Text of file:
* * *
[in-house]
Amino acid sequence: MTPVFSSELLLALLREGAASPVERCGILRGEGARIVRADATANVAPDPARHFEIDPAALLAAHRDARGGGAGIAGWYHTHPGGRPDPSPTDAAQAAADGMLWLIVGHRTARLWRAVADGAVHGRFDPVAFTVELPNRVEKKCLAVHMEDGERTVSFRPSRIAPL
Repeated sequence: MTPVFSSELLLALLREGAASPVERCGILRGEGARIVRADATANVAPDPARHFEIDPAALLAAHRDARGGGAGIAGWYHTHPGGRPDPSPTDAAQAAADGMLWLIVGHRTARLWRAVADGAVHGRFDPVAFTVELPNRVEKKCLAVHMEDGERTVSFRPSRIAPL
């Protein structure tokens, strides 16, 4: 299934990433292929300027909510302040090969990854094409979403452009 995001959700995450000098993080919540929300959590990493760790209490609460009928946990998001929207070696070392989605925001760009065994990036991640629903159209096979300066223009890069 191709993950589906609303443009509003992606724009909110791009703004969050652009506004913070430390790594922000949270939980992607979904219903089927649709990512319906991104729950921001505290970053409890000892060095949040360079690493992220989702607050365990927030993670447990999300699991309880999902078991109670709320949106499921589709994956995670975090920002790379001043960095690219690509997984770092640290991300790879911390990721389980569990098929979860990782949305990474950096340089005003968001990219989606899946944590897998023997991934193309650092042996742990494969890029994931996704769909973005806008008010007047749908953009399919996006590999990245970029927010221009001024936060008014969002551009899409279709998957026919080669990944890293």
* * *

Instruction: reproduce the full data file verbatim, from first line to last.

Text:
[in-house]
Amino acid sequence: MTPVFSSELLLALLREGAASPVERCGILRGEGARIVRADATANVAPDPARHFEIDPAALLAAHRDARGGGAGIAGWYHTHPGGRPDPSPTDAAQAAADGMLWLIVGHRTARLWRAVADGAVHGRFDPVAFTVELPNRVEKKCLAVHMEDGERTVSFRPSRIAPL
Repeated sequence: MTPVFSSELLLALLREGAASPVERCGILRGEGARIVRADATANVAPDPARHFEIDPAALLAAHRDARGGGAGIAGWYHTHPGGRPDPSPTDAAQAAADGMLWLIVGHRTARLWRAVADGAVHGRFDPVAFTVELPNRVEKKCLAVHMEDGERTVSFRPSRIAPL
């Protein structure tokens, strides 16, 4: 299934990433292929300027909510302040090969990854094409979403452009 995001959700995450000098993080919540929300959590990493760790209490609460009928946990998001929207070696070392989605925001760009065994990036991640629903159209096979300066223009890069 191709993950589906609303443009509003992606724009909110791009703004969050652009506004913070430390790594922000949270939980992607979904219903089927649709990512319906991104729950921001505290970053409890000892060095949040360079690493992220989702607050365990927030993670447990999300699991309880999902078991109670709320949106499921589709994956995670975090920002790379001043960095690219690509997984770092640290991300790879911390990721389980569990098929979860990782949305990474950096340089005003968001990219989606899946944590897998023997991934193309650092042996742990494969890029994931996704769909973005806008008010007047749908953009399919996006590999990245970029927010221009001024936060008014969002551009899409279709998957026919080669990944890293």